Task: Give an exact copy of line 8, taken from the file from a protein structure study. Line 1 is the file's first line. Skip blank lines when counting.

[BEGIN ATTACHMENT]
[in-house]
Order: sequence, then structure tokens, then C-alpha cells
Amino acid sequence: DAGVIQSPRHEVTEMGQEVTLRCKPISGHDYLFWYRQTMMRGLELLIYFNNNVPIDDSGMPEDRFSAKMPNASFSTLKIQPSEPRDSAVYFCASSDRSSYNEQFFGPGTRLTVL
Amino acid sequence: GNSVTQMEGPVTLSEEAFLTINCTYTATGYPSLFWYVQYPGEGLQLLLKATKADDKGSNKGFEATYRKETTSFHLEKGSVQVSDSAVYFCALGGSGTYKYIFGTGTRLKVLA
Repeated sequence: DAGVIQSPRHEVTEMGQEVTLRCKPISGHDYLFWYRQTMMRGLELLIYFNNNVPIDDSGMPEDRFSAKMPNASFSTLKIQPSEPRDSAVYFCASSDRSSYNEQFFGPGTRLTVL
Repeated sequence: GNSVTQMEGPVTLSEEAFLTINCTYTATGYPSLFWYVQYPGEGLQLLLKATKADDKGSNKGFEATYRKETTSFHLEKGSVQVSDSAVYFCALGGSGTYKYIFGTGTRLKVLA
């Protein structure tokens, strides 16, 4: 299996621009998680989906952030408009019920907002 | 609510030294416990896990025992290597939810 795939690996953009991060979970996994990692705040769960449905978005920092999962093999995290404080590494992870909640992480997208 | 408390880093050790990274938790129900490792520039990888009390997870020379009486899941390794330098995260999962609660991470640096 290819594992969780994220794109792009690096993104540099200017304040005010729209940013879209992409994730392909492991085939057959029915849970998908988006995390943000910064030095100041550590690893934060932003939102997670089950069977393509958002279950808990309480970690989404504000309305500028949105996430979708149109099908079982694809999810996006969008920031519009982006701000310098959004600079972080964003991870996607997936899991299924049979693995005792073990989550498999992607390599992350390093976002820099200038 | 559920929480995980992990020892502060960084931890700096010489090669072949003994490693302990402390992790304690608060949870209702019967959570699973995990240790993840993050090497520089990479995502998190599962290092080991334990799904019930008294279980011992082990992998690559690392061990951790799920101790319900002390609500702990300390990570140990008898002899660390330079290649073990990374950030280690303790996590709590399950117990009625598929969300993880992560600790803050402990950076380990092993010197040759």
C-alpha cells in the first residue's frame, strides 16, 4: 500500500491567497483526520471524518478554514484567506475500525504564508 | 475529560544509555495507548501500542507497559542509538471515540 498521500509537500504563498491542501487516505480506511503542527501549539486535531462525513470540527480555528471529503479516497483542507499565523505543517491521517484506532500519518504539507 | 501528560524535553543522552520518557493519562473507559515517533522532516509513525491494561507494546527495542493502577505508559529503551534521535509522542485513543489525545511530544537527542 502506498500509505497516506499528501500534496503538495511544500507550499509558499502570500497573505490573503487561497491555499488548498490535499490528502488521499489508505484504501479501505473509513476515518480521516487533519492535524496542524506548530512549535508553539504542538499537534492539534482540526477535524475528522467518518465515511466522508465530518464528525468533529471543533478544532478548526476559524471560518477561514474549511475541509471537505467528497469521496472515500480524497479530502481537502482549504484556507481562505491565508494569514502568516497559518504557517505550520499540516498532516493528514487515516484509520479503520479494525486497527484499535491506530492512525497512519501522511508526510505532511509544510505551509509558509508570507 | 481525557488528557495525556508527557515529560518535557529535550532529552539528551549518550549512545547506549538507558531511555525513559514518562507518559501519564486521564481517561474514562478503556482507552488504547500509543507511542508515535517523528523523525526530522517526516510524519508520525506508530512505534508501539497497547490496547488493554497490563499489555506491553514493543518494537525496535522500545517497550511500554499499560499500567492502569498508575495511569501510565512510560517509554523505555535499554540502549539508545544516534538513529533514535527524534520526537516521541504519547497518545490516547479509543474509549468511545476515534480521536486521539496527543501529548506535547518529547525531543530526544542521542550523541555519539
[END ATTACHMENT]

C-alpha cells in the first residue's frame, strides 16, 4: 500500500491567497483526520471524518478554514484567506475500525504564508 | 475529560544509555495507548501500542507497559542509538471515540 498521500509537500504563498491542501487516505480506511503542527501549539486535531462525513470540527480555528471529503479516497483542507499565523505543517491521517484506532500519518504539507 | 501528560524535553543522552520518557493519562473507559515517533522532516509513525491494561507494546527495542493502577505508559529503551534521535509522542485513543489525545511530544537527542 502506498500509505497516506499528501500534496503538495511544500507550499509558499502570500497573505490573503487561497491555499488548498490535499490528502488521499489508505484504501479501505473509513476515518480521516487533519492535524496542524506548530512549535508553539504542538499537534492539534482540526477535524475528522467518518465515511466522508465530518464528525468533529471543533478544532478548526476559524471560518477561514474549511475541509471537505467528497469521496472515500480524497479530502481537502482549504484556507481562505491565508494569514502568516497559518504557517505550520499540516498532516493528514487515516484509520479503520479494525486497527484499535491506530492512525497512519501522511508526510505532511509544510505551509509558509508570507 | 481525557488528557495525556508527557515529560518535557529535550532529552539528551549518550549512545547506549538507558531511555525513559514518562507518559501519564486521564481517561474514562478503556482507552488504547500509543507511542508515535517523528523523525526530522517526516510524519508520525506508530512505534508501539497497547490496547488493554497490563499489555506491553514493543518494537525496535522500545517497550511500554499499560499500567492502569498508575495511569501510565512510560517509554523505555535499554540502549539508545544516534538513529533514535527524534520526537516521541504519547497518545490516547479509543474509549468511545476515534480521536486521539496527543501529548506535547518529547525531543530526544542521542550523541555519539